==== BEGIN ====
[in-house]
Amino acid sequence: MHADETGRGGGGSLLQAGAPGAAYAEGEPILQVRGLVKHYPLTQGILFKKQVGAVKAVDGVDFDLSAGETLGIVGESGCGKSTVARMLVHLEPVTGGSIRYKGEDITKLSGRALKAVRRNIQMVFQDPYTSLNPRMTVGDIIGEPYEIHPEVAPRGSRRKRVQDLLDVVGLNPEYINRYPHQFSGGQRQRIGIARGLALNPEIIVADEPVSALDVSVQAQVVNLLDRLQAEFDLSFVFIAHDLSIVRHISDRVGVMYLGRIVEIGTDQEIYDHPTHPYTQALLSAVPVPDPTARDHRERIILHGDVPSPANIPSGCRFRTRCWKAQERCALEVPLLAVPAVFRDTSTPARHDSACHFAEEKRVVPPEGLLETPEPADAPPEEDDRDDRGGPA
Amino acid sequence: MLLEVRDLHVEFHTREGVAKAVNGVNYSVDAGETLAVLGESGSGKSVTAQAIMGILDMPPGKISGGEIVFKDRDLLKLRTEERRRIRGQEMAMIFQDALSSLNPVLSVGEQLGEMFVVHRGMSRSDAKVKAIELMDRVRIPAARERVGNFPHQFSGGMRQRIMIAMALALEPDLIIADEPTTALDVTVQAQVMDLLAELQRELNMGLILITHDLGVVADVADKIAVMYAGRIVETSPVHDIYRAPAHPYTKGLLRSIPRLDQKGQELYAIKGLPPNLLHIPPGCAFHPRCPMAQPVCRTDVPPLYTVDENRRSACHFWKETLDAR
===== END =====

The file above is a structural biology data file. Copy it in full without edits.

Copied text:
[in-house]
Amino acid sequence: MHADETGRGGGGSLLQAGAPGAAYAEGEPILQVRGLVKHYPLTQGILFKKQVGAVKAVDGVDFDLSAGETLGIVGESGCGKSTVARMLVHLEPVTGGSIRYKGEDITKLSGRALKAVRRNIQMVFQDPYTSLNPRMTVGDIIGEPYEIHPEVAPRGSRRKRVQDLLDVVGLNPEYINRYPHQFSGGQRQRIGIARGLALNPEIIVADEPVSALDVSVQAQVVNLLDRLQAEFDLSFVFIAHDLSIVRHISDRVGVMYLGRIVEIGTDQEIYDHPTHPYTQALLSAVPVPDPTARDHRERIILHGDVPSPANIPSGCRFRTRCWKAQERCALEVPLLAVPAVFRDTSTPARHDSACHFAEEKRVVPPEGLLETPEPADAPPEEDDRDDRGGPA
Amino acid sequence: MLLEVRDLHVEFHTREGVAKAVNGVNYSVDAGETLAVLGESGSGKSVTAQAIMGILDMPPGKISGGEIVFKDRDLLKLRTEERRRIRGQEMAMIFQDALSSLNPVLSVGEQLGEMFVVHRGMSRSDAKVKAIELMDRVRIPAARERVGNFPHQFSGGMRQRIMIAMALALEPDLIIADEPTTALDVTVQAQVMDLLAELQRELNMGLILITHDLGVVADVADKIAVMYAGRIVETSPVHDIYRAPAHPYTKGLLRSIPRLDQKGQELYAIKGLPPNLLHIPPGCAFHPRCPMAQPVCRTDVPPLYTVDENRRSACHFWKETLDAR